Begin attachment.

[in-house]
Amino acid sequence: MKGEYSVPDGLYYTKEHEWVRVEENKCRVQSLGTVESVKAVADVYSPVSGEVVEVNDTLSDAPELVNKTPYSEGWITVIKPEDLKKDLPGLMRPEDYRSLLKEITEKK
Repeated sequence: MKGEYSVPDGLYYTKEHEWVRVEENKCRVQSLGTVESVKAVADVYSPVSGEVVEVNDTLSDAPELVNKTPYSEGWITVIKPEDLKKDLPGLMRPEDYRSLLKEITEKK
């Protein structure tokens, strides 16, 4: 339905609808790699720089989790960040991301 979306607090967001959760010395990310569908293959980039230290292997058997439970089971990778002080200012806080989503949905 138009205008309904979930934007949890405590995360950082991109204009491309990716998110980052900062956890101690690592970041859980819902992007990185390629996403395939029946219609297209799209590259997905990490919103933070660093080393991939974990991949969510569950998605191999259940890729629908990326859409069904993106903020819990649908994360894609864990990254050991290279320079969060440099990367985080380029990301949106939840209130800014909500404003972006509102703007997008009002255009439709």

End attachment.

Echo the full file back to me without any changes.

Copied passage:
[in-house]
Amino acid sequence: MKGEYSVPDGLYYTKEHEWVRVEENKCRVQSLGTVESVKAVADVYSPVSGEVVEVNDTLSDAPELVNKTPYSEGWITVIKPEDLKKDLPGLMRPEDYRSLLKEITEKK
Repeated sequence: MKGEYSVPDGLYYTKEHEWVRVEENKCRVQSLGTVESVKAVADVYSPVSGEVVEVNDTLSDAPELVNKTPYSEGWITVIKPEDLKKDLPGLMRPEDYRSLLKEITEKK
């Protein structure tokens, strides 16, 4: 339905609808790699720089989790960040991301 979306607090967001959760010395990310569908293959980039230290292997058997439970089971990778002080200012806080989503949905 138009205008309904979930934007949890405590995360950082991109204009491309990716998110980052900062956890101690690592970041859980819902992007990185390629996403395939029946219609297209799209590259997905990490919103933070660093080393991939974990991949969510569950998605191999259940890729629908990326859409069904993106903020819990649908994360894609864990990254050991290279320079969060440099990367985080380029990301949106939840209130800014909500404003972006509102703007997008009002255009439709």